/“There is nothing more painful to me … than to walk down the street and hear footsteps and start thinking about robbery, then look around and see somebody white and feel relieved.”

- Jesse Jackson, 3/10/96

Paul-Cincy on August 28, 2013 at 9:41 AM

I find it sadly ironic that one of the most racist presidents in the 50 years since King’s speech will be front and center, basking in the glow and using King’s words and spirit to perpetuate racism and the continued undermining of individual liberty.

TXUS on August 28, 2013 at 9:43 AM

These days, we have to ask whether government intervention — which undeniably drove those positive changes in the first years after this speech — has become more of an obstacle to progress, especially as it relates to education and economic opportunities. On those scores, I’d guess that Dr. King might find his greatest disappointments.

Well, I’d say the war on poverty has been the single biggest obstacle to fulfilling the dream. And sadly in 2013 that means a sub-culture within America more intent on more government intervention and “free stuff” instead of seeking economic opportunity for all.

Happy Nomad on August 28, 2013 at 9:44 AM

And blacks are worst than ever because of their self inflicted fatal wound… Financial dependency on taxpayers among a majority of them (directly and indirectly), the destruction of their families by having over 70% of children born out of wedlock and raised in fatherless homes…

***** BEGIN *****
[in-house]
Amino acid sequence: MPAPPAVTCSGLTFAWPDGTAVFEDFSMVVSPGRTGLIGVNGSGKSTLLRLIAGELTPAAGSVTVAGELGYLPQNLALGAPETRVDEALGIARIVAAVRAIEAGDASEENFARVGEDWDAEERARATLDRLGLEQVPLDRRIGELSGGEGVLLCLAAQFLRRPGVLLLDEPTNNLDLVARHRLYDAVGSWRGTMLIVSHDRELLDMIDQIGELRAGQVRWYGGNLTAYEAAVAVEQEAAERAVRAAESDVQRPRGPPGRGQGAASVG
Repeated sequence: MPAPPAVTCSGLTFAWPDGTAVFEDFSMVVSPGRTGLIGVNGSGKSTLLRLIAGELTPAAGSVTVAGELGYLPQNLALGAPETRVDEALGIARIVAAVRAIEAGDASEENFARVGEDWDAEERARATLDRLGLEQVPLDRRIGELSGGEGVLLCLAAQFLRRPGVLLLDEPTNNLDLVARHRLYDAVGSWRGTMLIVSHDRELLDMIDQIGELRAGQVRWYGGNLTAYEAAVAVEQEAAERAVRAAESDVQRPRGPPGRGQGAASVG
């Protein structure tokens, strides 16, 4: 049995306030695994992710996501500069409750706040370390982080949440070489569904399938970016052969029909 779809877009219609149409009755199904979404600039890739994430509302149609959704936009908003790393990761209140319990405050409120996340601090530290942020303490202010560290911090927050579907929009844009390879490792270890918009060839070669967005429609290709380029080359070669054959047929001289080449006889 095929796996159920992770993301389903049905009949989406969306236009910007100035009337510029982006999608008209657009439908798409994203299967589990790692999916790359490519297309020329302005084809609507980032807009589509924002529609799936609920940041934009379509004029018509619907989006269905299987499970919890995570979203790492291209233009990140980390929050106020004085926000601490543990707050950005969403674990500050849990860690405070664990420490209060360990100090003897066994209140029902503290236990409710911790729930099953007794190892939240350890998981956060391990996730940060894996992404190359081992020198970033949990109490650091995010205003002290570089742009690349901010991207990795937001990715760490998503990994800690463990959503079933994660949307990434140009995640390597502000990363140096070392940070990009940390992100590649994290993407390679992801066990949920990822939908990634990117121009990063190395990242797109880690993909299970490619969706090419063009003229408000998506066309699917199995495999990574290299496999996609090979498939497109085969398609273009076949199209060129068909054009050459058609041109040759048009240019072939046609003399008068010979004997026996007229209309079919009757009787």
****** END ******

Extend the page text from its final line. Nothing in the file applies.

mnjg on August 28, 2013 at 9:34 AM

And I wonder if MLK would blame the black-white achievement gap on “institutionalized racism” by whites or on cultural problems perhaps self-perpetuated by many blacks.

bluegill on August 28, 2013 at 9:44 AM

I find it sadly ironic that one of the most racist presidents in the 50 years since King’s speech will be front and center, basking in the glow and using King’s words and spirit to perpetuate racism and the continued undermining of individual liberty.

TXUS on August 28, 2013 at 9:43 AM

Obama has zero credibility with me on any issues of race. Zero. So … it’s just as you say.

Paul-Cincy on August 28, 2013 at 9:46 AM

I find it sadly ironic that one of the most racist presidents in the 50 years since King’s speech will be front and center, basking in the glow and using King’s words and spirit to perpetuate racism and the continued undermining of individual liberty.

TXUS on August 28, 2013 at 9:43 AM

I find it sadly ironic that one of the speakers today is a fat angry black woman whose personal experience with racism has been that she was denied the ability to buy Hermes scarfs in Paris and was told “no” at a snooty Swiss botique. Will we ever get rid of such atrocities? /

Happy Nomad on August 28, 2013 at 9:47 AM

MLK’s dream and big liberal government are like Harry Potter & Voldemort.

One cannot live while the other survives.

22044 on August 28, 2013 at 9:47 AM